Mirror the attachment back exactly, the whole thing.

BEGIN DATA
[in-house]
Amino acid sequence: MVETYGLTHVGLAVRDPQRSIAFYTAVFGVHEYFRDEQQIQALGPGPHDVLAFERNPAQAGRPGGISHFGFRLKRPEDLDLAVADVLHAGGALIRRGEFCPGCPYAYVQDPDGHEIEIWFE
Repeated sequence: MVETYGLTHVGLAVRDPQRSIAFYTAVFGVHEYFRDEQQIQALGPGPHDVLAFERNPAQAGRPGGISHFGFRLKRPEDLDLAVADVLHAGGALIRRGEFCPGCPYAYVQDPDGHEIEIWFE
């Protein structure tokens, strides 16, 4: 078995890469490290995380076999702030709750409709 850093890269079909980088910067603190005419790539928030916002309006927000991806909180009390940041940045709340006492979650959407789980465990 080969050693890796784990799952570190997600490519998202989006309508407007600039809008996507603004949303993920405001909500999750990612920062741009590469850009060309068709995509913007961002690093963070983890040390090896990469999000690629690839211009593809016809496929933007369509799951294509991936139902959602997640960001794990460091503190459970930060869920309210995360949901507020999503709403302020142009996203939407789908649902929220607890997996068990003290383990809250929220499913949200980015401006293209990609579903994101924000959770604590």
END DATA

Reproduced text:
[in-house]
Amino acid sequence: MVETYGLTHVGLAVRDPQRSIAFYTAVFGVHEYFRDEQQIQALGPGPHDVLAFERNPAQAGRPGGISHFGFRLKRPEDLDLAVADVLHAGGALIRRGEFCPGCPYAYVQDPDGHEIEIWFE
Repeated sequence: MVETYGLTHVGLAVRDPQRSIAFYTAVFGVHEYFRDEQQIQALGPGPHDVLAFERNPAQAGRPGGISHFGFRLKRPEDLDLAVADVLHAGGALIRRGEFCPGCPYAYVQDPDGHEIEIWFE
């Protein structure tokens, strides 16, 4: 078995890469490290995380076999702030709750409709 850093890269079909980088910067603190005419790539928030916002309006927000991806909180009390940041940045709340006492979650959407789980465990 080969050693890796784990799952570190997600490519998202989006309508407007600039809008996507603004949303993920405001909500999750990612920062741009590469850009060309068709995509913007961002690093963070983890040390090896990469999000690629690839211009593809016809496929933007369509799951294509991936139902959602997640960001794990460091503190459970930060869920309210995360949901507020999503709403302020142009996203939407789908649902929220607890997996068990003290383990809250929220499913949200980015401006293209990609579903994101924000959770604590």